Sabino-Pinto, Joana, E. Tobias Krause, Molly C. Bletz, An Martel, Frank Pasmans, Sebastian Steinfartz, and Miguel Vences. 2019. “Detectability Vs. Time and Costs in Pooled DNA Extraction of Cutaneous Swabs : a Study on the Amphibian Chytrid Fungi.” Amphibia-reptilia 40 (1): 29–39.
Vancouver
1.
Sabino-Pinto J, Krause ET, Bletz MC, Martel A, Pasmans F, Steinfartz S, et al. Detectability vs. time and costs in pooled DNA extraction of cutaneous swabs : a study on the amphibian chytrid fungi. AMPHIBIA-REPTILIA. 2019;40(1):29–39.
IEEE
[1]
J. Sabino-Pinto et al., “Detectability vs. time and costs in pooled DNA extraction of cutaneous swabs : a study on the amphibian chytrid fungi,” AMPHIBIA-REPTILIA, vol. 40, no. 1, pp. 29–39, 2019.
@article{8625947,
  abstract     = {Epidemiology relies on understanding the distribution of pathogens which often can be detected through DNA-based techniques, such as quantitative Polymerase Chain Reaction (qPCR). Typically, the DNA of each individual sample is separately extracted and undergoes qPCR analysis. However, when performing field surveys and long-term monitoring, a large fraction of the samples is generally expected to be negative, especially in geographical areas still considered free of the pathogen. If pathogen detection within a population - rather than determining its individual prevalence - is the focus, work load and monetary costs can be reduced by pooling samples for DNA extraction. We test and refine a user-friendly technique where skin swabs can be pooled during DNA extraction to detect the amphibian chytrid fungi, Batrachochytrium dendrobatidis and B. salamandrivorans (Bsal). We extracted pools with different numbers of samples (from one to four swabs), without increasing reaction volumes, and each pool had one sample inoculated with a predetermined zoospore amount. Pool size did not reduce the ability to detect the two fungi, except if inoculated with extremely low zoospore amounts (one zoospore). We confirm that pooled DNA extraction of cutaneous swabs can substantially reduce processing time and costs without minimizing detection sensitivity. This is of relevance especially for the new emerging pathogen Bsal, for which pooled DNA extraction had so far not been tested and massive monitoring efforts in putatively unaffected regions are underway.},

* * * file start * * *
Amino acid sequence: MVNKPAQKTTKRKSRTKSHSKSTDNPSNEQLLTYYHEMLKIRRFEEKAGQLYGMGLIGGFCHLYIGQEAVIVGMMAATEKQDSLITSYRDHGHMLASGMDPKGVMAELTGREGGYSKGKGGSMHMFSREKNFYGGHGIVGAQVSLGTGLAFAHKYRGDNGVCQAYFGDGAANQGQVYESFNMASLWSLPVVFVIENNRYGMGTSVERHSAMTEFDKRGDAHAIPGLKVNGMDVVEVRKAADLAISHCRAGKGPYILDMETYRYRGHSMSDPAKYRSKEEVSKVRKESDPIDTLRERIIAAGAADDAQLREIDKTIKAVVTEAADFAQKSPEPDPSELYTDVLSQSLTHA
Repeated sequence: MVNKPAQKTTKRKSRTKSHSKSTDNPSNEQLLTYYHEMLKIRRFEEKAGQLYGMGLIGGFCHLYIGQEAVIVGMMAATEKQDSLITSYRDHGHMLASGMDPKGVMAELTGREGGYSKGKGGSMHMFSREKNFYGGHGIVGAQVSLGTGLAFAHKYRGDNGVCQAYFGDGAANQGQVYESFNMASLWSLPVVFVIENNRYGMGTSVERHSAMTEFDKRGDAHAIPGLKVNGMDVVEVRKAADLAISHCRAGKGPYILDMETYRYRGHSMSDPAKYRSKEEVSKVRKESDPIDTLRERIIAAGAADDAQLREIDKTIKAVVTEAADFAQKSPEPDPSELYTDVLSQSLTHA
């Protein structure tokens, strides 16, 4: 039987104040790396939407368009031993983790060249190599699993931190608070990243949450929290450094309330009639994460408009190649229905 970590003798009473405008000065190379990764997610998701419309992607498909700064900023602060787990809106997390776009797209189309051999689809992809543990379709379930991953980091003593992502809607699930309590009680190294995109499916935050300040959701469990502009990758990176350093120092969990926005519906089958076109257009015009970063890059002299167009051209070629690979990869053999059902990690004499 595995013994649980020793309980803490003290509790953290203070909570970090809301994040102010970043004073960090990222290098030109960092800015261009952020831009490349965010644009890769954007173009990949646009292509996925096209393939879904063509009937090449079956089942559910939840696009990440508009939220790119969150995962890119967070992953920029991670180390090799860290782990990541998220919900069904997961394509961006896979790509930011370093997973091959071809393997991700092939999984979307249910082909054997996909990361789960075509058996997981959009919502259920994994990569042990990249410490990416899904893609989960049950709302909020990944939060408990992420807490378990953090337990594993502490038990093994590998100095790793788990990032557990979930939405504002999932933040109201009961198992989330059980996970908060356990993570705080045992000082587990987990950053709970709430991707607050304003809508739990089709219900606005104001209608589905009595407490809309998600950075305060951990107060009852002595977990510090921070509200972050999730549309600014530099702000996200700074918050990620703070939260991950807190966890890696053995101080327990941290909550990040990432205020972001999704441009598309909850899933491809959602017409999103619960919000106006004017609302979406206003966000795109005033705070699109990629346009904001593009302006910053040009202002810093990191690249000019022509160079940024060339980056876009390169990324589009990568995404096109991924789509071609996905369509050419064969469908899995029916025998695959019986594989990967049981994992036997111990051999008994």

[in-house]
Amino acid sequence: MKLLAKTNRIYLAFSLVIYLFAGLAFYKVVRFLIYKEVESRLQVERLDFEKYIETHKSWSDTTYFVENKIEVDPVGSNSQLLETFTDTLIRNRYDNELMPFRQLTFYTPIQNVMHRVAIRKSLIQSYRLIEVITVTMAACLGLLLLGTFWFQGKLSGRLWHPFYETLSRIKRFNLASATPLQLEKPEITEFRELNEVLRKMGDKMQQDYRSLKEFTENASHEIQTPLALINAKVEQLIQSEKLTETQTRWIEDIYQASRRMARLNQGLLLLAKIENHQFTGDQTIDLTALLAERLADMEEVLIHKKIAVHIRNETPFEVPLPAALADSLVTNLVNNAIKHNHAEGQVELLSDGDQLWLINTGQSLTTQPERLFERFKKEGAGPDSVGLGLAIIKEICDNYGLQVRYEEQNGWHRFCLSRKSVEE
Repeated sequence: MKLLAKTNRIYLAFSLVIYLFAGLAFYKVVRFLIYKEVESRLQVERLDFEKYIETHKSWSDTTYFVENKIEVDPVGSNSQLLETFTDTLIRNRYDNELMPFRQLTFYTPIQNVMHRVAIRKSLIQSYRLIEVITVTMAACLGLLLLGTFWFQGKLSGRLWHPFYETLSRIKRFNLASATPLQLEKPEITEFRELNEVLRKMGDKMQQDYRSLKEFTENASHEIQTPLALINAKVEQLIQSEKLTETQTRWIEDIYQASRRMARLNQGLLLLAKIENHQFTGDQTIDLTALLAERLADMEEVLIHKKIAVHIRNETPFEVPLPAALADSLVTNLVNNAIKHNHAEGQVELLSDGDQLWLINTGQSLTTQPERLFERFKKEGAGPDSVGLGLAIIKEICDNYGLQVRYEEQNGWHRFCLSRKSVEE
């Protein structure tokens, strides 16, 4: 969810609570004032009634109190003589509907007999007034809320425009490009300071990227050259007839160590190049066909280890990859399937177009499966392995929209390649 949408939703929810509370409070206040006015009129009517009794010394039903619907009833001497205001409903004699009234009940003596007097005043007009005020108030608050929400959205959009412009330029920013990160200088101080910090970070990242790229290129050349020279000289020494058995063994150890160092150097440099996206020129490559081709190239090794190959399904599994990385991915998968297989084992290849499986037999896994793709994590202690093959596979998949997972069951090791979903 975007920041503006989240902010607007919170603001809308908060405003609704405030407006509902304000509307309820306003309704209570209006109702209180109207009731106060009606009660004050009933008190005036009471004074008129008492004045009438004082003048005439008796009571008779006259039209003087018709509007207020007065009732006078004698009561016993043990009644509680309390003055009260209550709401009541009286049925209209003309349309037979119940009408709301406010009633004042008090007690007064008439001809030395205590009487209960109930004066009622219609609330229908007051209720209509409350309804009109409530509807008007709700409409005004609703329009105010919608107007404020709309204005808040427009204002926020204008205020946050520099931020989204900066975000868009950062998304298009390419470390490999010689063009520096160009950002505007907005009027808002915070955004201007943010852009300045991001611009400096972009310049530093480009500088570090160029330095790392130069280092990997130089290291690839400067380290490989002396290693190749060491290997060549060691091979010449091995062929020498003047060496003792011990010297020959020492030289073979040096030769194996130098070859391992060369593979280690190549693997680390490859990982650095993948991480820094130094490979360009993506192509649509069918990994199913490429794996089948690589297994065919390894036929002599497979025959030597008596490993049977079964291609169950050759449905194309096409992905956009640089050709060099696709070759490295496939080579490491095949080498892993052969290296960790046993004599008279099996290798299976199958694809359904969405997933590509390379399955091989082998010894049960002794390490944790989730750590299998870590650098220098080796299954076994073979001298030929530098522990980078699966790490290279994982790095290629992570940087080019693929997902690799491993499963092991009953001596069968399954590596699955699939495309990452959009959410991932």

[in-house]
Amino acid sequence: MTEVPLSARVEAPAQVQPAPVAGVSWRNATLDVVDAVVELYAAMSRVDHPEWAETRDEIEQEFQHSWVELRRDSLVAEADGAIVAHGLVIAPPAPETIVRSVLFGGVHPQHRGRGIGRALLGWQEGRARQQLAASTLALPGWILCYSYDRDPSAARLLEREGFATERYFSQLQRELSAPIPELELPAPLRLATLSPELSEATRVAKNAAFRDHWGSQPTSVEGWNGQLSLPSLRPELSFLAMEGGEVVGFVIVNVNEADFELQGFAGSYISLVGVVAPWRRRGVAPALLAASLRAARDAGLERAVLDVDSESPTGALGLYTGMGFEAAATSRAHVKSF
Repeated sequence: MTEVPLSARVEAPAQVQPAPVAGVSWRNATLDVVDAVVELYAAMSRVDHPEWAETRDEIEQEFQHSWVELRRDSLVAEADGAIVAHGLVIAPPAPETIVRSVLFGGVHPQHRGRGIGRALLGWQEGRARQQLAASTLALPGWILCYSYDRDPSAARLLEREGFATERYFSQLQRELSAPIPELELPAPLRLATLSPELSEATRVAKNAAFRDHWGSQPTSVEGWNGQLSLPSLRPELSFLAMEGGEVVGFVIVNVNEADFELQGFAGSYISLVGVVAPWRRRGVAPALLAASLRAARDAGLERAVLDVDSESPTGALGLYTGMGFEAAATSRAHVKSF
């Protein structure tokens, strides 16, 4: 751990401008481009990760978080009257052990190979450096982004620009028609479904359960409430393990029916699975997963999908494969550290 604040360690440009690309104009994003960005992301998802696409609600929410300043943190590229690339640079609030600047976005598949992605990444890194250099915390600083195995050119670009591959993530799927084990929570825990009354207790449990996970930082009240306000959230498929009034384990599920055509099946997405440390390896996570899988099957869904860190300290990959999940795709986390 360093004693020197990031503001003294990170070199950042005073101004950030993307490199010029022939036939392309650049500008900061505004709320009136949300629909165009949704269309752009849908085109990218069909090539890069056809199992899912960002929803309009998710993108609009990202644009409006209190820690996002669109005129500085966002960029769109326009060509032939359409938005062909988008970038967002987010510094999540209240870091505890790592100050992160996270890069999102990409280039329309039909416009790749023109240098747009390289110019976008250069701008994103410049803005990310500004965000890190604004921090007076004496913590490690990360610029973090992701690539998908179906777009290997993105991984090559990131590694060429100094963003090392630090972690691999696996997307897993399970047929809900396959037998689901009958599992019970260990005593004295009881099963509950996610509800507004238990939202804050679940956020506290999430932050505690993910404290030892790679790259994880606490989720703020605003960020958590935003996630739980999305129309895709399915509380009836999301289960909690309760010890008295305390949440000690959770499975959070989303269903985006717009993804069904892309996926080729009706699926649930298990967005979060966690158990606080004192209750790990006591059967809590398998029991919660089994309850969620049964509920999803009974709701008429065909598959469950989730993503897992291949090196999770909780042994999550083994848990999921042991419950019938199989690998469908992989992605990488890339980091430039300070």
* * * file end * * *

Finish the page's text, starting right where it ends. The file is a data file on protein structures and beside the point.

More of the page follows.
author       = {Sabino-Pinto, Joana and Krause, E. Tobias and Bletz, Molly C. and Martel, An and Pasmans, Frank and Steinfartz, Sebastian and Vences, Miguel},
  issn         = {0173-5373},
  journal      = {AMPHIBIA-REPTILIA},
  keywords     = {BATRACHOCHYTRIUM-DENDROBATIDIS,SP-NOV,PCR,CHYTRIDIOMYCOSIS,DISEASE,SALAMANDRIVORANS,PROTOCOL,SAMPLES,SPREAD,ASSAYS,Batrachochytrium dendrobatidis,B. salamandrivorans,chytridiomycosis,epidemiology,pathogen survey,Prepman,Qiagen},
  language     = {eng},
  number       = {1},
  pages        = {29--39},
  title        = {Detectability vs. time and costs in pooled DNA extraction of cutaneous swabs : a study on the amphibian chytrid fungi},
  url          = {http://dx.doi.org/10.1163/15685381-20181011},
  volume       = {40},
  year         = {2019},
}